Let's be honest. Compared to our powerful desktop personal computers with their high-speed Internet connections that we use to surf the World Wide Web (WWW), the above i-mode wireless handset that vast numbers of young Japanese people use for Web surfing seems like a throwback to the primitive 8-bit personal computers of the late 1970s. Look at it! It doesn't have a color screen, the screen is incredibly small, and worst of all the maximum throughput is a mere 9.6 Kbps. And yet, like the 8-bit personal computers of yesteryear, this primitive looking wireless Internet terminal is an epochal product that is leading to a revolution in Internet connectivity throughout the world. New, powerful models with color screens and considerably higher throughput (64 Kbps upload, 384 Kbps download) are due out in May 2001, and NTT DoCoMo Inc. has signed up foreign partners to spread its i-mode technology to East Asia, Europe, and the United States.
Unfortunately, i-mode handsets do not sport branding marks, such as the ubiquitous "Intel Inside." If they did, then people throughout Japan and the rest of the world would realize that their handsets are powered by an ITRON-specification real-time operating system (RTOS). The ITRON-specification RTOS was selected for this product because it is incredibly compact, fast, and is based on an "open architecture." However, the incorporation of TRON-based technologies into wireless handsets does not stop there. Future models will incorporate JTRON-specification operating systems that run Sun Microsystems Inc.'s Java network programming language together with ITRON. There is also TRON JCG technology that has been developed for turning them into "universal remote controllers," and, of course, the µBTRON-specification operating system is waiting in the wings to turn them into powerful multilingual data terminals for use in international settings.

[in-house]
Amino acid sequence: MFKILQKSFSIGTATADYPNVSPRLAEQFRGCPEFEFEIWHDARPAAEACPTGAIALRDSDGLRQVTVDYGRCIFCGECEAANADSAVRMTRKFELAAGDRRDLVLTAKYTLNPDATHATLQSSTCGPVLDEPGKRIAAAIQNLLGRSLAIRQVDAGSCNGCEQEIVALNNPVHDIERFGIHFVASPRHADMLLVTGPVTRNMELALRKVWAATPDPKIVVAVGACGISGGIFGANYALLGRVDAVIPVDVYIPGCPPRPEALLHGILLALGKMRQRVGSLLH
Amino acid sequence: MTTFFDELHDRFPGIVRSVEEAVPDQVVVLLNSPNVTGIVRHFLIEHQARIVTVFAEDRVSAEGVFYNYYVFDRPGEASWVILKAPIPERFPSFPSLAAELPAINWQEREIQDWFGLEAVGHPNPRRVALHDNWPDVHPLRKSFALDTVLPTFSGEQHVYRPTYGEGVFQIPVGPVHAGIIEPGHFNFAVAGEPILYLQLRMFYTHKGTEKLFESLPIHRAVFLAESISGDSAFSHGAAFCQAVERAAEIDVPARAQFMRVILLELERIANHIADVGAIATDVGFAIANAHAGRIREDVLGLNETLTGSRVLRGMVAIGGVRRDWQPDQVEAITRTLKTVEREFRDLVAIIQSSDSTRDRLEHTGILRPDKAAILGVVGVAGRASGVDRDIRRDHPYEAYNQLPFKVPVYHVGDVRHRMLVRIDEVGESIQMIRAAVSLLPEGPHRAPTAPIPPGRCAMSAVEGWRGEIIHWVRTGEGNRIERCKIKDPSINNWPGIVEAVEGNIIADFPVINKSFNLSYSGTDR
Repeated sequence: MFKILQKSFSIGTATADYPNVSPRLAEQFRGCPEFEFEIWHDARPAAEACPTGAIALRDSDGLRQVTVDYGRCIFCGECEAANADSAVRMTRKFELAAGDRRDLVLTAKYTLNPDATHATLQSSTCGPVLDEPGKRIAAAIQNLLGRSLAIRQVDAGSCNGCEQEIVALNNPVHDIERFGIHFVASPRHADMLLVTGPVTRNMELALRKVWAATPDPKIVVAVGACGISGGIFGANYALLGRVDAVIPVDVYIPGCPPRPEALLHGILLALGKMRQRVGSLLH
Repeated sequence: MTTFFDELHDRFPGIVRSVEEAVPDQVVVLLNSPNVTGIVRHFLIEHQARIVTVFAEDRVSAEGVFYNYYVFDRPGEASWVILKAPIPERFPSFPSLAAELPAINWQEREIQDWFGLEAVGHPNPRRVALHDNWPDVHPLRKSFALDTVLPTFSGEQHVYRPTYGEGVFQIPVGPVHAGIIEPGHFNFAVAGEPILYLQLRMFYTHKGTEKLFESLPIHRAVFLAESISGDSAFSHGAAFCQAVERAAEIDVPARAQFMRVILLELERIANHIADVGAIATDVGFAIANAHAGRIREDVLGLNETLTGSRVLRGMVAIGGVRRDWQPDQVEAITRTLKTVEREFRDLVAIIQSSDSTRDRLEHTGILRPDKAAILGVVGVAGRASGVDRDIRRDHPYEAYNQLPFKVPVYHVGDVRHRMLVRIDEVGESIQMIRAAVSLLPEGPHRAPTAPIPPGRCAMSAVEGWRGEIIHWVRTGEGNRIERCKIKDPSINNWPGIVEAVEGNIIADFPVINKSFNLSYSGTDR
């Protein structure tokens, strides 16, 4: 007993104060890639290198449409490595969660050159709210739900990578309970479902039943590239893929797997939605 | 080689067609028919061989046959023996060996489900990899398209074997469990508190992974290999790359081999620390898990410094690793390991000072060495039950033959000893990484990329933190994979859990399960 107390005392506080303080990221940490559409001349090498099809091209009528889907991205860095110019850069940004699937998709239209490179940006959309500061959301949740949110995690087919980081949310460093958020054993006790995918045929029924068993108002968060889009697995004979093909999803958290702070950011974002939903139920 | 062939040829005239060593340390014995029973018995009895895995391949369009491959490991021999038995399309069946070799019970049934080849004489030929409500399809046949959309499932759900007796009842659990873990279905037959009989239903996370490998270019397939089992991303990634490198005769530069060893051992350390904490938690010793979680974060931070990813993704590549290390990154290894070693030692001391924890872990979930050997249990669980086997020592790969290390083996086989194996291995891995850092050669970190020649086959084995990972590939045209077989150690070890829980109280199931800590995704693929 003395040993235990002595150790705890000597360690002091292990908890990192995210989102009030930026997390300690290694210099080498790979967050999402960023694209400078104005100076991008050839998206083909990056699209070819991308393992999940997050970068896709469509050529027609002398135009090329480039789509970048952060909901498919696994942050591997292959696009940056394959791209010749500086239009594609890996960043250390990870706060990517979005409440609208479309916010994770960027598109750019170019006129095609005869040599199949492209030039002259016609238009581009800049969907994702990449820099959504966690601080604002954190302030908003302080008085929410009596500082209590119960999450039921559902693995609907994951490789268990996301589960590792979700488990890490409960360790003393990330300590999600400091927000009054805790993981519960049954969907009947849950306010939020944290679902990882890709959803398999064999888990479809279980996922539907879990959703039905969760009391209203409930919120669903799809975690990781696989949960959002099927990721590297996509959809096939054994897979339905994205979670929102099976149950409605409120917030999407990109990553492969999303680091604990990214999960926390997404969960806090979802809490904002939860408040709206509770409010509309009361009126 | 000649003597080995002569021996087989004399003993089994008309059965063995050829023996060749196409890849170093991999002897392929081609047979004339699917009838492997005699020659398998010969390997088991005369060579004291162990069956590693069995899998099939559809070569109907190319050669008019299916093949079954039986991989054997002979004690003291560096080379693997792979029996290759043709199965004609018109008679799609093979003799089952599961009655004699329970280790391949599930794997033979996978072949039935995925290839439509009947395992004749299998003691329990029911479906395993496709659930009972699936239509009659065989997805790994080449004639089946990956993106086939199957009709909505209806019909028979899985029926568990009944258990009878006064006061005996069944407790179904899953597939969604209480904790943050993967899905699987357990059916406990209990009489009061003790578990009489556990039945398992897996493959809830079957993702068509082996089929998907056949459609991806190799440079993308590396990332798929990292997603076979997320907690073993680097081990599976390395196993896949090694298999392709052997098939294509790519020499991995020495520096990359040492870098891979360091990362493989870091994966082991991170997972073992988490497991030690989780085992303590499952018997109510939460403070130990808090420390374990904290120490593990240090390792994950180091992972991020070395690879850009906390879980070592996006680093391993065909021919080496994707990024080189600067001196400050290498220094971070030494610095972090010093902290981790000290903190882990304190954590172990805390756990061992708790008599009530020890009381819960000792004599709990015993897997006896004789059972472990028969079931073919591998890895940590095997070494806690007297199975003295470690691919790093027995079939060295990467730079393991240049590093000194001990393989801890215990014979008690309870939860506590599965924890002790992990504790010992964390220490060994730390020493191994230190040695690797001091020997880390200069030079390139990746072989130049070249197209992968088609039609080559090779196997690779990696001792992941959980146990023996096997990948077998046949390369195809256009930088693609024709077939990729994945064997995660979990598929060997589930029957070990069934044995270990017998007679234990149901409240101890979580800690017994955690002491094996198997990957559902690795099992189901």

Many westerners are amazed at NTT DoCoMo's success with its i-mode wireless Internet service, but they shouldn't be. There are two simple reasons for i-mode's success. First, it is always "on" once the user turns it on and connects to the center. Users pay only for data packets sent, not connection time. Second, NTT DoCoMo created a sort of "parallel WWW" for i-mode users by working closely with content and service providers. The Web pages they have created are written with a simplified version of HTML, the standard programming language of the Web, called "compact HTML." Accordingly, no retraining of technical staff was required, and companies were able to build i-mode-centric Web pages in very little time. What's even more important than the number of services and the amount of content, though, is the fact that i-mode subscribers have been "paying for services" via the telephone company from the beginning. That means that the parallel Web of i-mode users is more lucrative than the standard Web of desktop users, and, as a result, large numbers of companies are rushing to develop for i-mode. That in turn attracts even more people to buy i-mode handsets.
Below is a summary of a one-year old i-mode menu pamphlet. It is very much out of date--the number of content and service providers is considerably greater today--but it will give the reader a good idea of what types of content and services are available to i-mode users in Japan. Notice that there is a good mix of free and charged for services, and that the maximum charge for a service is 300 yen or less per month.
|News and Information||Asahi, Sankei, Nikkei, Mainichi, Yomiuri, Jiji, NHK-JN, Biz Tech, WNI Weather Info, Morning Star, plus nine regional information service providers||Nikkei charges 300 yen per month, Jiji 100 yen per genre, and NHK-JN 300 yen per month for all genres; the other services are free, although some of them charges fees for special add-ons.|
|Mobile Banking||(1) City banks: Sakura, Sanwa, Sumitomo, Tokyo-Mitsubishi, Citibank, Daiwa, Asahi, Daiichi Kangyo, Tokai, Fuji; (2) Regional banks with full/partial service: 24/28; (3) Credit unions, associations: Hokkaido/Tohoku: 7; Kanto/Koshinetsu banks: 22; Tokai: 15; Hokuriku: 7; Kansai: 24; Chugoku/Shikoku: 8; Kyushu 5; (4) Postal Savings: 1||This is the largest section of the menu pamphlet, which covers eight out of 20 pages; services range from full service (payments and transfers) to partial service (balance inquiries and interlocking telephone banking service).|
|Credit Card, Securities, Insurance||(1) DC Card, Million Card, Ion Credit, Sumitomo Visa Card, UC Card, JCB Info Index, (2) Daiwa Securities, Nikko Securities, DLJ Direct, (3) Nissay Internet ATM, Meiji Seimei, Yasuda Seimei, Sumitomo Seimei, Daiichi Seimei, Mitsui Seimei, AIU||All are free of charge.|